The weather has become a little iffy here, but an overcast morning turned out to be ideal for our first plein air of the workshop. We drove about 10 miles out of Corciano to a dilapidated farmhouse where Zhaoming did a demo for two hours or so - totally fabulous of course. These are some of the notes I took, a bit jumbled I'm afraid but one of the first things you discover on a proper plein air trip is how organised you have to be, you need about ten pairs of hands and a pretty decent set of muscles too. I was a bit all over the place. Maybe this is why Jason feeds us so well, you need to build up your strength. Many of us hadn't done plein air before so Zhaoming pretty much had to start from scratch. Here are the notes:-
Landscape, think about the mood.
Same three value pattern as for the figure.
Paint rooftops like heads, the underneath matters less.
Usually look for a pattern of three planes, foreground, mid and background with the mid ground being the important area. In our demo he chose the view based on the hills as the background, farmhouse the mid and hills as the foreground.
On a dull day the shadows may be warmer so he opted to use a burnt umber under painting. On a sunny day he would have chosen ultramarine blue.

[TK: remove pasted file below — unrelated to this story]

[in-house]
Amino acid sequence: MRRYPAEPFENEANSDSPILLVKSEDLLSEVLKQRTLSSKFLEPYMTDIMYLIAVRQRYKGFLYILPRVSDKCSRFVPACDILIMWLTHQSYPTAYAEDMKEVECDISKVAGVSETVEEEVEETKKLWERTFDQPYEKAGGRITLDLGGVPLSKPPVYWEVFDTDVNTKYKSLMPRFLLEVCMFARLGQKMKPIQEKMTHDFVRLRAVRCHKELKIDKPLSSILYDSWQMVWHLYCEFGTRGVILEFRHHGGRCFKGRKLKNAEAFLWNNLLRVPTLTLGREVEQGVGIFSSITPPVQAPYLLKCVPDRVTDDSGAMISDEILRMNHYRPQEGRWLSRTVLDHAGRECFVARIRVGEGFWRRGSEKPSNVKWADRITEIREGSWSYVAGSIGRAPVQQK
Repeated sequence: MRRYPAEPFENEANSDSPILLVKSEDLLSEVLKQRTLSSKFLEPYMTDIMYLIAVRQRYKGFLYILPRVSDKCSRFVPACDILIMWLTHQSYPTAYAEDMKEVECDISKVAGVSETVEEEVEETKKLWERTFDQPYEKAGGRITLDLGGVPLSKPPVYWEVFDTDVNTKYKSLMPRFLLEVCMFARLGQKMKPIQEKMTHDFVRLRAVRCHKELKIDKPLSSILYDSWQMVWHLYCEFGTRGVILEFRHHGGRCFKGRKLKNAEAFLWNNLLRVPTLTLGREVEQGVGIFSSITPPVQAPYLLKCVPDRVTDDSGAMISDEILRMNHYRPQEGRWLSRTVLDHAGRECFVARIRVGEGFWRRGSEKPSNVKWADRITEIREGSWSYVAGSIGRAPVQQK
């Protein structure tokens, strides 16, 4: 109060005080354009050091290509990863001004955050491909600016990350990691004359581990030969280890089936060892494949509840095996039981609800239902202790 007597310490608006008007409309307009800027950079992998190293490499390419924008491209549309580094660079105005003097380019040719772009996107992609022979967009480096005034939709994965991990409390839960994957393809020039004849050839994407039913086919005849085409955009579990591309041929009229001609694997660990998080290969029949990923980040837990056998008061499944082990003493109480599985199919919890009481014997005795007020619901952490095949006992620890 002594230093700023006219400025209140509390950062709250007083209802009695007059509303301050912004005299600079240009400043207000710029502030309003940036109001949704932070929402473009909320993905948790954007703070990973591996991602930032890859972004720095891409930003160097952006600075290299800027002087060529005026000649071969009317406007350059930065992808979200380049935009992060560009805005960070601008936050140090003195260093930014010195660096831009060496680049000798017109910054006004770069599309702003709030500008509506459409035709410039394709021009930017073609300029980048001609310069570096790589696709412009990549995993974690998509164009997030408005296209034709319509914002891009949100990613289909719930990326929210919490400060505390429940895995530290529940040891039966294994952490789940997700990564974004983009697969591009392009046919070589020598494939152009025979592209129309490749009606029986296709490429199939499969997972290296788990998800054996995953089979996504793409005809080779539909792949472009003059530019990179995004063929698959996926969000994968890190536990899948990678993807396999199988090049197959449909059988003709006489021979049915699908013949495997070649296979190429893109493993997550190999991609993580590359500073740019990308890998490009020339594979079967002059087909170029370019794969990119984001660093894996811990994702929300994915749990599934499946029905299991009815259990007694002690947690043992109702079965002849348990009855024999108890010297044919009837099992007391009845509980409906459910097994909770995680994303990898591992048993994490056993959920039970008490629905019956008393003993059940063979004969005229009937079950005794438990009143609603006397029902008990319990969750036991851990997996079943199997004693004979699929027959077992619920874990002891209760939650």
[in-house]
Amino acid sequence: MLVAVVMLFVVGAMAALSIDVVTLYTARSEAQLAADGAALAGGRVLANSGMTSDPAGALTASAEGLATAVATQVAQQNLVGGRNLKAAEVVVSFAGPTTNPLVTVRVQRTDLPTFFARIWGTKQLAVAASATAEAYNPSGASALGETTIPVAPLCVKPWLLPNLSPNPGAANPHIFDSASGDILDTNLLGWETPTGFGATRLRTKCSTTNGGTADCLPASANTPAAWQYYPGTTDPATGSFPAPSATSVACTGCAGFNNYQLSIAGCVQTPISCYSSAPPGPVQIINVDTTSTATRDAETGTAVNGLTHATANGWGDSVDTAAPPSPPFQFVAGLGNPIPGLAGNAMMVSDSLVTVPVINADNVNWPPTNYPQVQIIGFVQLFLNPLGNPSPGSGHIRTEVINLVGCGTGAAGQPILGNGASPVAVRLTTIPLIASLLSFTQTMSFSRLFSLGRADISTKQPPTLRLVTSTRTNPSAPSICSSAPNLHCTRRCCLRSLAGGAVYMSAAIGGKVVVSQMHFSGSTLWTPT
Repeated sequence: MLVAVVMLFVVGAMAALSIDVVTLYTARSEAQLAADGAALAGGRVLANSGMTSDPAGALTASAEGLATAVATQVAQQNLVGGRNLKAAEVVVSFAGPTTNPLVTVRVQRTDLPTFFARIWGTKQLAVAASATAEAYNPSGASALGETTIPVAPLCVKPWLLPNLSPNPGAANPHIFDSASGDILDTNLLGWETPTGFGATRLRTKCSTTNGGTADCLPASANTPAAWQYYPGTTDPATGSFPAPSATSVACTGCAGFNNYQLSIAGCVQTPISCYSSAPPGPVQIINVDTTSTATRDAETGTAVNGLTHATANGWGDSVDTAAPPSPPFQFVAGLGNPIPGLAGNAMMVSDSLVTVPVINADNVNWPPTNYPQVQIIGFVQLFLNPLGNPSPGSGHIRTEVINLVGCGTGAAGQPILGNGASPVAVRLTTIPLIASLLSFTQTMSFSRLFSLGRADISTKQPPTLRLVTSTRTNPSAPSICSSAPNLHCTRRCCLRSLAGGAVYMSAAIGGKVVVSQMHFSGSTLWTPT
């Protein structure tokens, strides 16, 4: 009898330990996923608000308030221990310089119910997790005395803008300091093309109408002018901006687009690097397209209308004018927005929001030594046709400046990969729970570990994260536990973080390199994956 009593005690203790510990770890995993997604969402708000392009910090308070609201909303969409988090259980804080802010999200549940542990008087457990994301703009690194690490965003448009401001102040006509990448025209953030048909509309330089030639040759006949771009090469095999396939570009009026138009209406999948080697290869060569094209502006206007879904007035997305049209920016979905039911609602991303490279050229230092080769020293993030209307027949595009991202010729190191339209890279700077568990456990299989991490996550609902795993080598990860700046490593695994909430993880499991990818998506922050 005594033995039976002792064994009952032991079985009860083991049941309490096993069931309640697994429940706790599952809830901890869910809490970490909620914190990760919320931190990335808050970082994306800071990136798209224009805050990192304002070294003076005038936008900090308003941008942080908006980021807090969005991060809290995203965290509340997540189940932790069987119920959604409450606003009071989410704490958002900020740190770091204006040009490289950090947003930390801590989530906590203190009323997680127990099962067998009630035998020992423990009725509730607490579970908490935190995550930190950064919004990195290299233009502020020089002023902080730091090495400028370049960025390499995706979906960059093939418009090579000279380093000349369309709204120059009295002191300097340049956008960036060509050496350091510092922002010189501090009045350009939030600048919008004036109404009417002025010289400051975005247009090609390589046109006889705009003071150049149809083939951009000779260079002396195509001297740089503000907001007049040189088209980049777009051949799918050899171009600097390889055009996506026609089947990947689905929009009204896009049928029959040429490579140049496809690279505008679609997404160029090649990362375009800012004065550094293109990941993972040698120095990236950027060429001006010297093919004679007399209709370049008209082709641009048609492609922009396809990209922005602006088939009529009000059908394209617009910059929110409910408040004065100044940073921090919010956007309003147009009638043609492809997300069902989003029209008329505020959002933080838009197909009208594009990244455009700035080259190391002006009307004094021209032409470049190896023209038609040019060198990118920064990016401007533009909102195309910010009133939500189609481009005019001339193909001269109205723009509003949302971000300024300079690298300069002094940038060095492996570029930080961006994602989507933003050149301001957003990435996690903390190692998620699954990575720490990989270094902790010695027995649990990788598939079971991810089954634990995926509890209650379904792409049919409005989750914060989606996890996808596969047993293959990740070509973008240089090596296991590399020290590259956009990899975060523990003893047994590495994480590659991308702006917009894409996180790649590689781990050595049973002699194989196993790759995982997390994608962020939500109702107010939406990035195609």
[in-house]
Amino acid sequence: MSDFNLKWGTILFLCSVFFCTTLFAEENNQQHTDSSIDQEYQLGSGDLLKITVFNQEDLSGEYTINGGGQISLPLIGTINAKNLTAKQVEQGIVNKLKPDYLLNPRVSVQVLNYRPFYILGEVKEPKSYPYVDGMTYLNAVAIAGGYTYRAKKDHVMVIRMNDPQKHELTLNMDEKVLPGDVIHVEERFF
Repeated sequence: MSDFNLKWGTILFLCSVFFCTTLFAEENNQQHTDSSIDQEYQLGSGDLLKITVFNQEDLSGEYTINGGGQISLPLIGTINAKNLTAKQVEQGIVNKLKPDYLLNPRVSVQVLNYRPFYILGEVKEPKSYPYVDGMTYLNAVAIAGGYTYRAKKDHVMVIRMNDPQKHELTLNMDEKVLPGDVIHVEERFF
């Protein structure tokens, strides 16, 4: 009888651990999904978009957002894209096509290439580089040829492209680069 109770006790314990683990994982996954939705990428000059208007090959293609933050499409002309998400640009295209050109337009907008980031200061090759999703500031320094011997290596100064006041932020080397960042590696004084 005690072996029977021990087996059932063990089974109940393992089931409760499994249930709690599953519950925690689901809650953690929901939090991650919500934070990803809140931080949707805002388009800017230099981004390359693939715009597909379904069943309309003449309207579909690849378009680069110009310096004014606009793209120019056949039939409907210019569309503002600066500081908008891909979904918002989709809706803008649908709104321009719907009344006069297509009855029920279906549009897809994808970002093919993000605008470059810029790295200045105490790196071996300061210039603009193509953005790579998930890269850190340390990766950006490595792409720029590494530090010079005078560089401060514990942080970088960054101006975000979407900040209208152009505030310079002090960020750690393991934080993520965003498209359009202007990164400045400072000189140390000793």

Sketch in the loose shapes, he simplified the shape of the background hills.
Block in colours, cooler and less saturation for background. Remember the atmosphere (perspective) and distance all over.
When doing the sky make one side a different colour than the other. The same for top and bottom.
Big shape, big value.
Less drawing, more composition.
The brush stroke is important to describe the object, differentiate. The gesture of nature.
Paint the dark shapes first with no lights (tree) add the lights after the same principles of hard and soft edges apply, one side hard, the other soft. Up, down, diagonals, look for the contrast and variation. Keep spaces uneven.
Zhaoming talks about Masses - the big shapes, Lines - his marks and flourishes and also the line of the composition I think. Points - the small details. I will have to go over this again with him for further clarification. He says it's like music.
Some more of my observations. Zhaoming rarely uses a palette knife but he does use a fan brush frequently and not just to blend. He also uses the bottom end of a pencil or the end of a brush to make marks, scraping back the paint for fine marking and texture. He uses Utrecht paint. He has just started using wedge brushes and seems to be getting on with them. He likes brushes with flat and fine edges which he can twist back and forth.
Oh and Jason who also teaches art shared a few tips for buildings on the ride home. When painting windows don't do them too dark even if they are. The same with cracks and textures on walls, go in with a lighter tone.
We packed up for the day at 3.00 pm, whizzed back to the villas to wash our brushes and grab our things and then set off for yhe two day trip to Florence and Siena. We caught the 17.17 train and an hour and a half later after a very scenic journey through the Umbrian and Tuscan countryside arrived to the very buzzy and happening city. Zhaoming wanted to take us for a traditional Chinese meal so the 12 of us enjoyed a pretty unusual but apt mix of cultures. We had a great night and are looking forward to the Uffuzi and Accademia museums and many of the other delights of Florence. Art and shopping, what could be better?